6. It’s not just about getting more data — it’s about developing better prediction models

The old way of calculating risk was to take 60 years of loss history data and use that as a prediction for the loss history of the next year.

“That doesn’t work in a climate-affected era. I strongly believe that the future of insuring properties in climate-affected areas will include climate predictions as at least a small part, if not a large part, of those models,” says Delos’ Kevin Stein.

And while Delos’ models will take in a lot of data, the team are wary of overfitting the model — creating a model that corresponds too exactly to the training data and therefore becomes poor at working with any new data. There is an emphasis, instead, on having a team of scientists who can make predictions and keep modifying the model.

Matt Stein of Salient Predictions has the same approach.

“You need that sort of integration into the scientific community. If it’s just training up machine learning models you’re going to overfit models. You need that scientific intuition to carefully construct these models.”

7. The future of insurance will be about consultancy

With these ways of predicting weather catastrophes, Stein believes that the future of the insurance industry will involve offering consulting services to customers to help them cut their risk.

“If you can provide the right kinds of consulting and data services…that’s really helpful. Being a little controversial, insurance firms that aren’t doing that are likely to get intermediated by reinsurance firms, other smart primary insurance firms, consulting firms, startups. I think that’s a really important service to be providing,” he says.

Bernardez says Avanta and CSAA are already doing some of this. In areas that are at a medium risk of wildfire, for example, they give homeowners lists of ways they can fireproof their homes and will give them discounts if they do these.

“In doing that we are going to be more affordable than a lot of other groups out there. We’re looking at the real risk, which allows people to actually get a policy,” he says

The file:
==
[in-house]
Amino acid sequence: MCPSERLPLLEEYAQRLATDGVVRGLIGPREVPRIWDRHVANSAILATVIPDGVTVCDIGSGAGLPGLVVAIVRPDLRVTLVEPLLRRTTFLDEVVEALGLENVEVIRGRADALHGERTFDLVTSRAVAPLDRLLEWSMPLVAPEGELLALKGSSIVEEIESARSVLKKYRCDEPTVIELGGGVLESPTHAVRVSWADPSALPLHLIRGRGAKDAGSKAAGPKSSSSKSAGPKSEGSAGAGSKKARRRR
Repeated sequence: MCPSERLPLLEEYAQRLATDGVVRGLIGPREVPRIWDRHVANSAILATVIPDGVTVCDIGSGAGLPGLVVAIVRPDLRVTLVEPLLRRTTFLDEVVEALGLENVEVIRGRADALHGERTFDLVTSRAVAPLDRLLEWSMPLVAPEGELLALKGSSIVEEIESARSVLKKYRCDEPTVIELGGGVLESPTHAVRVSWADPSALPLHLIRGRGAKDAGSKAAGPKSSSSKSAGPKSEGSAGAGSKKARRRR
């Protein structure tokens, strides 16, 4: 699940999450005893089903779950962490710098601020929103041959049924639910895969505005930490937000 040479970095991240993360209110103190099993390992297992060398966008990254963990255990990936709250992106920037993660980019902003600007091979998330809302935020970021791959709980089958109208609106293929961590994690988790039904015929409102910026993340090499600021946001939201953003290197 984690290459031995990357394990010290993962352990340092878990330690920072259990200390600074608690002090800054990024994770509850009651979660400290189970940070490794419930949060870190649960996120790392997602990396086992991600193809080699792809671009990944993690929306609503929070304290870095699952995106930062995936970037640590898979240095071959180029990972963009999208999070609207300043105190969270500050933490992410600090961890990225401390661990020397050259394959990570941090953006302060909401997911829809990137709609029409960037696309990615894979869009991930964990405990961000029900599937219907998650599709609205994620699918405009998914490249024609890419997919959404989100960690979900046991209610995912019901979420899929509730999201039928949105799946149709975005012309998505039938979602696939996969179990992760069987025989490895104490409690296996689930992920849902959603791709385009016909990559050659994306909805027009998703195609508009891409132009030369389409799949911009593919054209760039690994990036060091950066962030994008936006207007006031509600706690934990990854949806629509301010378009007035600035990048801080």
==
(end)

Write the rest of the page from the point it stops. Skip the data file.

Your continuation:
8. The insurance sector should hold up reasonably well during the downturn

Valuations in the insurance sector have tumbled, much as they have in every sector. The post-IPO performances of some much-feted insurance companies like Lemonade and Root have been lacklustre.

But Kevin Stein remains bullish about startup prospects. “If you’re investing in an early-stage company, they’re not going to exit during this downturn, unless the downturn lasts eight years. So why are the valuations affected?“

Ortez points out the insurtech market shouldn’t be seen as a monolith. “When you peel back the layers, there are a ton of different business models that have different risk profiles. Whether you’re taking on the risk directly, whether you’re being a managing general agent, whether you’re an enabler, or providing tools for insurtech companies, or whether you are going after the big guys. Those all have different headwinds and tailwinds,” he says.

Bernardez also believes there is room for insurtech to grow. “Insurtech has been a little bit behind fintech in terms of solving the problems for their industry. So, I firmly believe there’s a lot of opportunity and upside for startups in this space,” he says.

Watch the full discussion here:



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Maija Palmer

Maija Palmer is editor of Global Venturing and puts together the weekly email newsletter (sign up here for free).